Australia could soon see broadband satellite internet services provided by international operators with three companies seeking approval of the Australian Communications and Media Authority.
One is US businessman Elon Musk’s SpaceX with its Starlink network and the other two are Canada’s Kepler Communications and US firm Swarm Technologies.
The Australian Communications and Media Authority (ACMA) said these operators had approached it to commence the regulatory approvals process to eventually obtain space apparatus licences to deliver internet and internet of things (IoT) services in Australia.
All three are seeking access to particular radio frequencies regulated by ACMA.
“As for all other types of radio communications, a space-based radio communications system may not be operated in Australia without a licence,” it said in its consultation paper.
“These operators have approached the ACMA to commence the regulatory approvals process to eventually obtain space apparatus licences to operate in Australia.”
Under the consultation process, anyone can have a say on the various proposals.
ACMA summarised the three proposals.
Space Exploration Technologies Corp, trading as SpaceX, is a private US aerospace manufacturer and space transportation services company headquartered in Hawthorne, California.
It plans a constellation of low-Earth orbit (LEO) satellites, known as Starlink, for the purpose of providing broadband connectivity around the world. SpaceX envisages a constellation initially of some 12,000 satellites and maybe more than 40,0000. It launched the first 60 in May.
Starlink should go live for consumers next year.
Kepler Communications Inc. is a private company based in Toronto, Canada. Kepler plans a constellation of 140 LEO satellites providing multiservice infrastructure capable of supporting IoT connectivity.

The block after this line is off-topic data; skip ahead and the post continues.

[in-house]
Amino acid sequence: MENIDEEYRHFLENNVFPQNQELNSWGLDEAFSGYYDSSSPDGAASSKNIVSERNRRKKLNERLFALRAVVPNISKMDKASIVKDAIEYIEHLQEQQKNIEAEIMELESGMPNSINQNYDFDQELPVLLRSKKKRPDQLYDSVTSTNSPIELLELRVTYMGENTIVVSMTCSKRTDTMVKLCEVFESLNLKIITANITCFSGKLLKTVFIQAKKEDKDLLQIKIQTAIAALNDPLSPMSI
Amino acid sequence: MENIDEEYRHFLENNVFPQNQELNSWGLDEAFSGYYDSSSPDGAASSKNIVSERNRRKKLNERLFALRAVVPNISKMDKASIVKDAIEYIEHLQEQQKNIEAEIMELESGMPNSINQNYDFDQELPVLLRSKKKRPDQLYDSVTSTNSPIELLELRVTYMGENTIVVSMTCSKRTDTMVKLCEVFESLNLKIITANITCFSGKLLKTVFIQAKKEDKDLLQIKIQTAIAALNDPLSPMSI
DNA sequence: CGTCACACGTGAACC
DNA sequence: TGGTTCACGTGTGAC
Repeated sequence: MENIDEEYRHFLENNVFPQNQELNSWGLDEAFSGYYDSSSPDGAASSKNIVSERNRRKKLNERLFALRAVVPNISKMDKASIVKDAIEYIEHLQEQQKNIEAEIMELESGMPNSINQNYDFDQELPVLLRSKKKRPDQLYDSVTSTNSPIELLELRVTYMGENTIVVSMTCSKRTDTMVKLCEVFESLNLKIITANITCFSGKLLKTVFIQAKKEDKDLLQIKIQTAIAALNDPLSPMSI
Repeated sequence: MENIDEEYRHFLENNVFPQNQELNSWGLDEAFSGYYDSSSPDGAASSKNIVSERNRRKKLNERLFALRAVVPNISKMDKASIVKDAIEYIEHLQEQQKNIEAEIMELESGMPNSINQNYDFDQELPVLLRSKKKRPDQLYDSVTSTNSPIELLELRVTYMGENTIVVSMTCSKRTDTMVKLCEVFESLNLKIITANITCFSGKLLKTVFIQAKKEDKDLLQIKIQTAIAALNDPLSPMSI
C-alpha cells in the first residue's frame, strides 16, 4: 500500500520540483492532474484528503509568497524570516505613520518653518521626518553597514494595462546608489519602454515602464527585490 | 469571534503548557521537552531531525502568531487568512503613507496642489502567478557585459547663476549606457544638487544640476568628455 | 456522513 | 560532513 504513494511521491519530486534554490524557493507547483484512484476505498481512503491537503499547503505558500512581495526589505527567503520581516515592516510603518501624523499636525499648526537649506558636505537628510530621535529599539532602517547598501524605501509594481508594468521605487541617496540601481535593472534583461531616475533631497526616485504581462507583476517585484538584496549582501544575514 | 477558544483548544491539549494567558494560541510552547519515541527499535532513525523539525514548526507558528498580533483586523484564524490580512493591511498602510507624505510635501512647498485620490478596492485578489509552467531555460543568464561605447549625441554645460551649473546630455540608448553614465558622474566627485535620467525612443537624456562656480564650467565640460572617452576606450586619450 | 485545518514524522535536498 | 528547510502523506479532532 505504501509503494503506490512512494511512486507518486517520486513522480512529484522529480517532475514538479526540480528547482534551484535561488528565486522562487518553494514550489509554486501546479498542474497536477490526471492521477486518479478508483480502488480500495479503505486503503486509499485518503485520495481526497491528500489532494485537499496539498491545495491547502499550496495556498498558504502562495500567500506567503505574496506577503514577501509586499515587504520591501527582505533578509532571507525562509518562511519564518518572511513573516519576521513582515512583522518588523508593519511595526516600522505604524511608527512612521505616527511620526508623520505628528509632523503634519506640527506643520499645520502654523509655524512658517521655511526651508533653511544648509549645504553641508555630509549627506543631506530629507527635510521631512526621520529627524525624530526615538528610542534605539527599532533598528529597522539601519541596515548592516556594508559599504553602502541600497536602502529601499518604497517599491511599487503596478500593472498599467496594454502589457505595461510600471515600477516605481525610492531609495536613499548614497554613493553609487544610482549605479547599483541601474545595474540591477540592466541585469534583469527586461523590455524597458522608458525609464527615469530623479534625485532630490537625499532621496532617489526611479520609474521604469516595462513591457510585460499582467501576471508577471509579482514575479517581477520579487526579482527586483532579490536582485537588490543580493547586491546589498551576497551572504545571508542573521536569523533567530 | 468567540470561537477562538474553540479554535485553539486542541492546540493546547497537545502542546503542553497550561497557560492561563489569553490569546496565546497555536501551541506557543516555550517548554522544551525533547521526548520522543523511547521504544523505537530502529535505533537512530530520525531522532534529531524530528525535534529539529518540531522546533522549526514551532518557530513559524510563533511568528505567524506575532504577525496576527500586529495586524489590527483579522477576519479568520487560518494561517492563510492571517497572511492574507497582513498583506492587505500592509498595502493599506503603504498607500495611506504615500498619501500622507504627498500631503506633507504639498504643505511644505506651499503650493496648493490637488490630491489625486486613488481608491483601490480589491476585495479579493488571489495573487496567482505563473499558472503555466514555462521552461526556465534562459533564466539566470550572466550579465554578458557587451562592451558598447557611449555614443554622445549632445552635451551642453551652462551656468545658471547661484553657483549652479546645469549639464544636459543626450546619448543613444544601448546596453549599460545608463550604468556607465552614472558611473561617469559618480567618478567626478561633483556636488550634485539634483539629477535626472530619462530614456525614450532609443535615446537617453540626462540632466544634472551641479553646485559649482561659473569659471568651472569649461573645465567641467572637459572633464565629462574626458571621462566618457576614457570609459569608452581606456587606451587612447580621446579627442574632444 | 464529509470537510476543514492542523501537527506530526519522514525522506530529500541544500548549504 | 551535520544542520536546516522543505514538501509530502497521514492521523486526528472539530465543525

It will also operate as a real-time relay network for in-space orbital assets.
Swarm Technologies Inc. is a US satellite company based in Mountain View, California, which is planning a constellation of 150 LEO satellites to provide mobile-satellite services that will offer two-way connectivity for IoT and machine-to-machine sensors.
ACMA said that any satellite operator seeking permission to operate in Australia first needed to pass a “prerequisite” step of being added to the foreign space objects determination maintained by the authority.
It is now seeking to amend that determination and has invited comment from industry.
“Inclusion of an entity in the foreign space objects determination does not confer a right on that entity to obtain a licence nor operate in frequency bands identified in the space object class licence,” ACMA said.
“Rather, it is a necessary prerequisite that must be in place before a space apparatus licence can be issued.”
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